If that’s not enough Croe Inc was developing innovative sports bras, before acquiring a blockchain company for extra share price ‘support’.

ASX stocks in need of an extra bounce have also been quick to sniff the breeze. Last December, the HR play Reffind (RFN, 3.8c) bought a stake in loyalty scheme manager, which seeks to use blockchain for business process improvement.

Reffind’s change of tack is supported by the listed investment company Chapmans (CHP, 1.6c), which invested $1m in Reffind’s recent placement (thus making Chapmans Reffind’s biggest holder with a 9% stake).

Insofar as it serves a use rather than being a speculative vehicle, investing in blockchain looks to be a more sustainable strategy than the go-for-broke punt on bitcoin.

Plenty of fortunes have been made on bitcoin’s spectacular appreciation, but the currency (or it commodity) looks to have peaked.

Also bear in mind that there are hundreds of other crypto currencies, so the supposed rarity of bitcoin can’t be equated with the rarity of gold.

In your columnist’s view, the more sensible plays are those that are adopting blockchain as an adjunct to their existing activities rather than as an unrelated sideline.

Take the logistics group Yojee (YOJ, 29c), which has developed cloud software to automate and streamline the movement of goods.

For Yojee, the appeal of blockchain is that it creates an indisputable record of existence of a transaction and where the goods are in transit. This means payments can be made more quickly.

To date’s Yojee’s revenues ($62,000 in the September quarter) aren’t exactly commensurate with the company’s $180m market valuation.

But blockchain or not, Yojee is gained momentum with a number of recent overseas contracts. These include deliveries for Scharff (which services Peru and Bolivia for FedEx) and a preferred software status for the Indonesian Logistics and Freight Forwarders Association.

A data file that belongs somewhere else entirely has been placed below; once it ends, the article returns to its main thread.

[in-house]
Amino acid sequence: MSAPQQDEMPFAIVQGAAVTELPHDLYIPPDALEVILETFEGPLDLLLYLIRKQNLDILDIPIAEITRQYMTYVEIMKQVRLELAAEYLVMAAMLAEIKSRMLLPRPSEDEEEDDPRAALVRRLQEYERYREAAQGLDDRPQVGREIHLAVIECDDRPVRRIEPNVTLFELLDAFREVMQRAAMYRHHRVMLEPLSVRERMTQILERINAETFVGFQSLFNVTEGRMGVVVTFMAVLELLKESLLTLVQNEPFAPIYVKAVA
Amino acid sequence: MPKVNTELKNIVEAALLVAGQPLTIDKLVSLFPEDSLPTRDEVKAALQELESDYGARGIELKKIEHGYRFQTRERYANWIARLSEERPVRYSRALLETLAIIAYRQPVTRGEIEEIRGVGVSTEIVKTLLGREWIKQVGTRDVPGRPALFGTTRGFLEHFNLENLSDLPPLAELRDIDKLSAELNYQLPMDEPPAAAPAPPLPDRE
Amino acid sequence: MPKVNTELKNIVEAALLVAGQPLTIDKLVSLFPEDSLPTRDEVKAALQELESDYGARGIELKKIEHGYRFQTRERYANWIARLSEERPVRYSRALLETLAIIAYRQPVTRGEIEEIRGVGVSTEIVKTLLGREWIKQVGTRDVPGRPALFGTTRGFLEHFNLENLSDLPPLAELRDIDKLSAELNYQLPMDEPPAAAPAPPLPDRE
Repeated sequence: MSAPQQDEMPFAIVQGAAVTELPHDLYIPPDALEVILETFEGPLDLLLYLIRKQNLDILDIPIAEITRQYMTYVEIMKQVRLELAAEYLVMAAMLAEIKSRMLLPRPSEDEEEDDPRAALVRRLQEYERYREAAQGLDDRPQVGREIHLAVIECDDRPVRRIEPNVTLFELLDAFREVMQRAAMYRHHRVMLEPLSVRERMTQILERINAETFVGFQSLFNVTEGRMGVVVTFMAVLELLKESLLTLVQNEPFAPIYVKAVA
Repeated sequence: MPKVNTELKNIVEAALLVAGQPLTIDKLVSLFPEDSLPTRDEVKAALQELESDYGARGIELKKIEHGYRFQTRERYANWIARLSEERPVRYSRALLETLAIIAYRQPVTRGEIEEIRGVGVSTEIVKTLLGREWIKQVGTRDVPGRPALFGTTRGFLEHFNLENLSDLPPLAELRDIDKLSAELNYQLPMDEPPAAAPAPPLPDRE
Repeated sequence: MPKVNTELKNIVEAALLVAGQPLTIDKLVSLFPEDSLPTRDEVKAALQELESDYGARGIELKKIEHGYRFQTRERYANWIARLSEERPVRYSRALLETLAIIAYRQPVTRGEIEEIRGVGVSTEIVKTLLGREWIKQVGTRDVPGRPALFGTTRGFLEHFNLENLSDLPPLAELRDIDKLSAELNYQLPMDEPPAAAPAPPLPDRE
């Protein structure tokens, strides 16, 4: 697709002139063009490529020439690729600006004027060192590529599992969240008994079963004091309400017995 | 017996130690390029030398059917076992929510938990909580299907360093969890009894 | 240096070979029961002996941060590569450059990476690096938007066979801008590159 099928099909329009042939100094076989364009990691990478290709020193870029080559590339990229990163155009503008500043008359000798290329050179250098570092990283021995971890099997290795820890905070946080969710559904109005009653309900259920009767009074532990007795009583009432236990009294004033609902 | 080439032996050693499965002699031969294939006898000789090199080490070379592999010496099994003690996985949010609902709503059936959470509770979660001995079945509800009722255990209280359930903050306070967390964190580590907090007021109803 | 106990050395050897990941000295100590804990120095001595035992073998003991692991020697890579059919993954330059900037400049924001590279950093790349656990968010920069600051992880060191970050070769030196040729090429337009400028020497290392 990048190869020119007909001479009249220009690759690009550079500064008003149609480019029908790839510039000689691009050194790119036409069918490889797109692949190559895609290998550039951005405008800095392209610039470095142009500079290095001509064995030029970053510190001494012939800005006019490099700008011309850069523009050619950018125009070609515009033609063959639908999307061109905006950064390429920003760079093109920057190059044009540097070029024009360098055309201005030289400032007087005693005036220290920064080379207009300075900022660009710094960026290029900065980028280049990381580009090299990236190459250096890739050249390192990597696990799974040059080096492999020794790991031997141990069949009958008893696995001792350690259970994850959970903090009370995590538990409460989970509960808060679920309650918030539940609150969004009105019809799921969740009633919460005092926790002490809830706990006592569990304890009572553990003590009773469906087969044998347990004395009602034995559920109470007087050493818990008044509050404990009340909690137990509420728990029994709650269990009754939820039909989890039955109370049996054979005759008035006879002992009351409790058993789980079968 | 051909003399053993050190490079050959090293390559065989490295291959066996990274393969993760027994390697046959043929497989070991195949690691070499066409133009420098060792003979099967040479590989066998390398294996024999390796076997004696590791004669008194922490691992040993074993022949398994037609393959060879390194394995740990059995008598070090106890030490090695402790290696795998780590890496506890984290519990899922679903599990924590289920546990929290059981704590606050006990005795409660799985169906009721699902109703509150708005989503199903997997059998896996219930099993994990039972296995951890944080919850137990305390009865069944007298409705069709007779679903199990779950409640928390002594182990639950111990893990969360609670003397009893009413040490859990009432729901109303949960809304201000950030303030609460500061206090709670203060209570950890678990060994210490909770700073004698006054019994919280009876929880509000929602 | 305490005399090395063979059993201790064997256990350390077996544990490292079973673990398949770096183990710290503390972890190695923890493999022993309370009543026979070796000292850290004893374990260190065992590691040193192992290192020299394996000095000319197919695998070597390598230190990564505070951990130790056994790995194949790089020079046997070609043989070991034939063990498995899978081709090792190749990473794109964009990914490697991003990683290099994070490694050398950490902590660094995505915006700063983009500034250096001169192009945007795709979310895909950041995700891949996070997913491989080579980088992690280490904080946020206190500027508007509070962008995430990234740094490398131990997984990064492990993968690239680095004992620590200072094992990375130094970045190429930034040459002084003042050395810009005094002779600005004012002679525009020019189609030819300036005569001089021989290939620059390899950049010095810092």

Elsewhere, the US centric payments house Change Financial (CCA, $1.05, formerly known as ChimpChange) already uses a blockchain ledger for its core consumer banking business.

(As we’ve covered previously, Change provides a mobile-phone based transaction service for under banked millennials).

Now, Change is investing $US100, 000 as seed capital in a venture called the Ivy Project, which seeks to develop a blockchain based cryptocurrency for transactions worth more than $US10, 000.

“Involvement in the Ivy Project is a natural investment for our company as blockchain and cryptocurrencies are rapidly evolving as an innovative solution in storing data, moving money and conducting transactions,” CEO Ash Shilkin says.

“We have grown to service 130,000 banking customers in the US and this investment will extend our reach to business to consumer and business to business banking.”

Meanwhile, the obscure Ookami (OOK, 7.1c) is investing a tad under $1m for an 18 per cent stake in the private blockchain company Brontech, founded by blockchain guru Emma Poposka.

Described as a data marketplace and digital identification platform, Brontech is all about capturing financial data directly from users, thus allowing customers to capture the monetary value of their personal information.

Such data is the core of Experian’s business model, Brontech can be genuinely described as a disruptor. Ookami’s investment also comes ahead of the introduction of open banking, which will force banks to share customer data with third-party providers potentially offering a better deal to these clients.

Once again, the technical aspects of blockchain’s role are hard to master, especially for investors shaking off holiday cobwebs.